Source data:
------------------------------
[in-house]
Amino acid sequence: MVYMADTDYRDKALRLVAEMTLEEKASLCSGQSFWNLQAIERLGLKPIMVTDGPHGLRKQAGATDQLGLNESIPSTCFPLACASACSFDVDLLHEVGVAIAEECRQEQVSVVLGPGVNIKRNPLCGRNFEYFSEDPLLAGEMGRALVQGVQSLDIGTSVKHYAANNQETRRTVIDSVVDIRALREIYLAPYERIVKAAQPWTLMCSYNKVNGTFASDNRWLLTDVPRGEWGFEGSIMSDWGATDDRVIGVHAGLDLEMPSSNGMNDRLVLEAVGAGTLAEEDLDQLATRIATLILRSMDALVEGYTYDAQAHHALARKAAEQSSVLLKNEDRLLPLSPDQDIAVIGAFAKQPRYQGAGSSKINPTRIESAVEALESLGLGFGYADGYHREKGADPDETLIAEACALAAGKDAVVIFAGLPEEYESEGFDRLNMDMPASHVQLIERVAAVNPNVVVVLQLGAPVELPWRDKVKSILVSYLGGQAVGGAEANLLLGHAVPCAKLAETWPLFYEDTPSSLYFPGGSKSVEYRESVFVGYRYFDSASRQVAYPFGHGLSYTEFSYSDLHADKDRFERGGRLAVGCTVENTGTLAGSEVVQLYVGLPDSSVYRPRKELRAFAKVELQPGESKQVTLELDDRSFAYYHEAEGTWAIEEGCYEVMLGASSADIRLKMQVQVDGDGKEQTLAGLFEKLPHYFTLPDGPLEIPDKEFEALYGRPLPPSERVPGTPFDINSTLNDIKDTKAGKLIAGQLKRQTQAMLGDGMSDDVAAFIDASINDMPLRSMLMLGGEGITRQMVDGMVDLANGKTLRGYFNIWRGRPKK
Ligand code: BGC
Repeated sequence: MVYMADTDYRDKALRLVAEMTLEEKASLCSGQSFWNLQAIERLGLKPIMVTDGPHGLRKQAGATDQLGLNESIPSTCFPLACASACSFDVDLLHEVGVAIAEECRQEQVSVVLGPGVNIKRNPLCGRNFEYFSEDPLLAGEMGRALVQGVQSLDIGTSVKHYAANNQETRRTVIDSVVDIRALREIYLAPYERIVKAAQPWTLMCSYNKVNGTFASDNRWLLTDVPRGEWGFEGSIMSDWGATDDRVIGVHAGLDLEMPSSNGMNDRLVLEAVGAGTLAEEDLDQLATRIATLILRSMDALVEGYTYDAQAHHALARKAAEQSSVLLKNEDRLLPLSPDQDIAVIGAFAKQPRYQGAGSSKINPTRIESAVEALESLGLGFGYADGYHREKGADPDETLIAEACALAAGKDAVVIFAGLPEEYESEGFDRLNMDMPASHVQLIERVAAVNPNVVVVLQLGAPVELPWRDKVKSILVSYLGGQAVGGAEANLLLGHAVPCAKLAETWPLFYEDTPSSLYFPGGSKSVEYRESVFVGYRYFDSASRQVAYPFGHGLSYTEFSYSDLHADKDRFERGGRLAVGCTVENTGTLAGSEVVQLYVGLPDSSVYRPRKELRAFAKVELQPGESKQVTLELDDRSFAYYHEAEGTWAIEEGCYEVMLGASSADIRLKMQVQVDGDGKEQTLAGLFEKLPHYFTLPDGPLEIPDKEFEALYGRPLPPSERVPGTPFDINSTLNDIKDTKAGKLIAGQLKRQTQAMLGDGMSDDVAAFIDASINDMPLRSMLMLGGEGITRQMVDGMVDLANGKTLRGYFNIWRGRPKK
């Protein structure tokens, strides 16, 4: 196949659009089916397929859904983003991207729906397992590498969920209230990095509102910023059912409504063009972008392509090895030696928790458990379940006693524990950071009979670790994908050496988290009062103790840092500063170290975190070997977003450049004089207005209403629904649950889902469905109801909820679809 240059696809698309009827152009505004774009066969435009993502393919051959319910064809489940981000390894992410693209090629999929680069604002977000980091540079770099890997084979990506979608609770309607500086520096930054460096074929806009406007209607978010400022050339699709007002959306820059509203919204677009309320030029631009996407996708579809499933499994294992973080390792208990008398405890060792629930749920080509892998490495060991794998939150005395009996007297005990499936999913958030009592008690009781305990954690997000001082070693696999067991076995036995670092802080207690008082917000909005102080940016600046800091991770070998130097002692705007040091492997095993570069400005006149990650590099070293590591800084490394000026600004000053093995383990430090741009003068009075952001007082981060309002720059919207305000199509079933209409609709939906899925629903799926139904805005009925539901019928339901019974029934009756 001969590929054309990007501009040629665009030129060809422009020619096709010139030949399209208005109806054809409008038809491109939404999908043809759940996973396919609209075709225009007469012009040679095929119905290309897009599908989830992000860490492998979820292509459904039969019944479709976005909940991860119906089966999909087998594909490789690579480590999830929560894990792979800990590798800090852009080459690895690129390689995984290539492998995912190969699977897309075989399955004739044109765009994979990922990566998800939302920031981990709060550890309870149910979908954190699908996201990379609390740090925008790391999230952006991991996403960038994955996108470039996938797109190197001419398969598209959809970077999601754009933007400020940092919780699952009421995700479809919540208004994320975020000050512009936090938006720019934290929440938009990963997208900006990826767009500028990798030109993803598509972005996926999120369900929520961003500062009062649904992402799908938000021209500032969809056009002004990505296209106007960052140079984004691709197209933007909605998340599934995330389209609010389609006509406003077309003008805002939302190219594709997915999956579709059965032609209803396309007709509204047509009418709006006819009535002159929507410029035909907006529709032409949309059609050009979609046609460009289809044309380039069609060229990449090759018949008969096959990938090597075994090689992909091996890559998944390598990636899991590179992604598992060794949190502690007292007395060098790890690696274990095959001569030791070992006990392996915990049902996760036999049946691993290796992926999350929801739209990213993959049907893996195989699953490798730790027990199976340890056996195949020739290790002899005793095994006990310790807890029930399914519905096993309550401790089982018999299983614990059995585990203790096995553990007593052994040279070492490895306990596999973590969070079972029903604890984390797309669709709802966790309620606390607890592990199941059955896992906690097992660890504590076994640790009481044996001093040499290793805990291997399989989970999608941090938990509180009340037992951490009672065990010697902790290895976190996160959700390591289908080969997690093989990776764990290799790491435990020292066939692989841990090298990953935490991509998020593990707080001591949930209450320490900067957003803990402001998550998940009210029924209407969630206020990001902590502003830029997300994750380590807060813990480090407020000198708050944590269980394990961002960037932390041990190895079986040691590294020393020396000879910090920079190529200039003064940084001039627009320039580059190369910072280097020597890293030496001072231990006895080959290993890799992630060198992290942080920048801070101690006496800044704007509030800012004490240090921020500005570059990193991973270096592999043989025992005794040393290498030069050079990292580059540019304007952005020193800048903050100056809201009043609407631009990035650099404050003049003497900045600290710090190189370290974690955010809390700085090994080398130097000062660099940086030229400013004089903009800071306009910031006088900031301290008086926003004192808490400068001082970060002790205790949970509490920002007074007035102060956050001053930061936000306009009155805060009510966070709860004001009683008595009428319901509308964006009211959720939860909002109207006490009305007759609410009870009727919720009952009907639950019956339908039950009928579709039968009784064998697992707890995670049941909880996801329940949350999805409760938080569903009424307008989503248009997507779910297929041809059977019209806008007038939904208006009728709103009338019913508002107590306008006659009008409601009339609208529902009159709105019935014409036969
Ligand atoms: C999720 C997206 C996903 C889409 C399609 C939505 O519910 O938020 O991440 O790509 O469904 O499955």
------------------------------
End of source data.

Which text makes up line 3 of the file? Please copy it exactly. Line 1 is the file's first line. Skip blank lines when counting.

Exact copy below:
Ligand code: BGC